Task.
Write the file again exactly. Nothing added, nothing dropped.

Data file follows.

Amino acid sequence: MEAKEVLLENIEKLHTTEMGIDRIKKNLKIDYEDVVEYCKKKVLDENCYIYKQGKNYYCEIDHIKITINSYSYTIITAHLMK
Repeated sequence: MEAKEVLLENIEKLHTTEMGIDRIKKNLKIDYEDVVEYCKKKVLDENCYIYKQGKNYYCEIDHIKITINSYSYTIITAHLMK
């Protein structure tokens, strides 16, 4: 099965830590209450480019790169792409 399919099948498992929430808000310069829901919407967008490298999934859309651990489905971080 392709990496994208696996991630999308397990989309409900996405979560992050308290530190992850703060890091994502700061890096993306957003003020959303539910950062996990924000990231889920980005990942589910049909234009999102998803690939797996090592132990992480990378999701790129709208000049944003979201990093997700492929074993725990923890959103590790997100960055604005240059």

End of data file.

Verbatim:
Amino acid sequence: MEAKEVLLENIEKLHTTEMGIDRIKKNLKIDYEDVVEYCKKKVLDENCYIYKQGKNYYCEIDHIKITINSYSYTIITAHLMK
Repeated sequence: MEAKEVLLENIEKLHTTEMGIDRIKKNLKIDYEDVVEYCKKKVLDENCYIYKQGKNYYCEIDHIKITINSYSYTIITAHLMK
């Protein structure tokens, strides 16, 4: 099965830590209450480019790169792409 399919099948498992929430808000310069829901919407967008490298999934859309651990489905971080 392709990496994208696996991630999308397990989309409900996405979560992050308290530190992850703060890091994502700061890096993306957003003020959303539910950062996990924000990231889920980005990942589910049909234009999102998803690939797996090592132990992480990378999701790129709208000049944003979201990093997700492929074993725990923890959103590790997100960055604005240059």